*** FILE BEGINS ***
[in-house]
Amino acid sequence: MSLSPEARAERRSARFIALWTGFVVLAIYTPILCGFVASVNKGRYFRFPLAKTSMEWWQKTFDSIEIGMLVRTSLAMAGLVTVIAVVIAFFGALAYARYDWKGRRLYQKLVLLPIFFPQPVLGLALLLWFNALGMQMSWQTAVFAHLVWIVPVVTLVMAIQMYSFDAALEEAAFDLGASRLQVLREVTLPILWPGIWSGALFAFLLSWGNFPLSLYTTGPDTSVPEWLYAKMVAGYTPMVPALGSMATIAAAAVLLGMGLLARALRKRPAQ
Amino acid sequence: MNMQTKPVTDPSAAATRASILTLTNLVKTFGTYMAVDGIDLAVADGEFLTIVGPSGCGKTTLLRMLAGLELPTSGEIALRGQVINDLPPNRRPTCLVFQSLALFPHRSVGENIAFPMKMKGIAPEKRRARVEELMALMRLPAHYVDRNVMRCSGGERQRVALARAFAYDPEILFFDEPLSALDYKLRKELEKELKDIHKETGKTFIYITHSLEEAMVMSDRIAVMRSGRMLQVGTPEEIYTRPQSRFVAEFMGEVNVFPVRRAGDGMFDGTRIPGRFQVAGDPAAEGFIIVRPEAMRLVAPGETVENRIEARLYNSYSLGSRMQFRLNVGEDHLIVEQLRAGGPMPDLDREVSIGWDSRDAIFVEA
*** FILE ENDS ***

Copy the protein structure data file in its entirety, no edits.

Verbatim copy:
[in-house]
Amino acid sequence: MSLSPEARAERRSARFIALWTGFVVLAIYTPILCGFVASVNKGRYFRFPLAKTSMEWWQKTFDSIEIGMLVRTSLAMAGLVTVIAVVIAFFGALAYARYDWKGRRLYQKLVLLPIFFPQPVLGLALLLWFNALGMQMSWQTAVFAHLVWIVPVVTLVMAIQMYSFDAALEEAAFDLGASRLQVLREVTLPILWPGIWSGALFAFLLSWGNFPLSLYTTGPDTSVPEWLYAKMVAGYTPMVPALGSMATIAAAAVLLGMGLLARALRKRPAQ
Amino acid sequence: MNMQTKPVTDPSAAATRASILTLTNLVKTFGTYMAVDGIDLAVADGEFLTIVGPSGCGKTTLLRMLAGLELPTSGEIALRGQVINDLPPNRRPTCLVFQSLALFPHRSVGENIAFPMKMKGIAPEKRRARVEELMALMRLPAHYVDRNVMRCSGGERQRVALARAFAYDPEILFFDEPLSALDYKLRKELEKELKDIHKETGKTFIYITHSLEEAMVMSDRIAVMRSGRMLQVGTPEEIYTRPQSRFVAEFMGEVNVFPVRRAGDGMFDGTRIPGRFQVAGDPAAEGFIIVRPEAMRLVAPGETVENRIEARLYNSYSLGSRMQFRLNVGEDHLIVEQLRAGGPMPDLDREVSIGWDSRDAIFVEA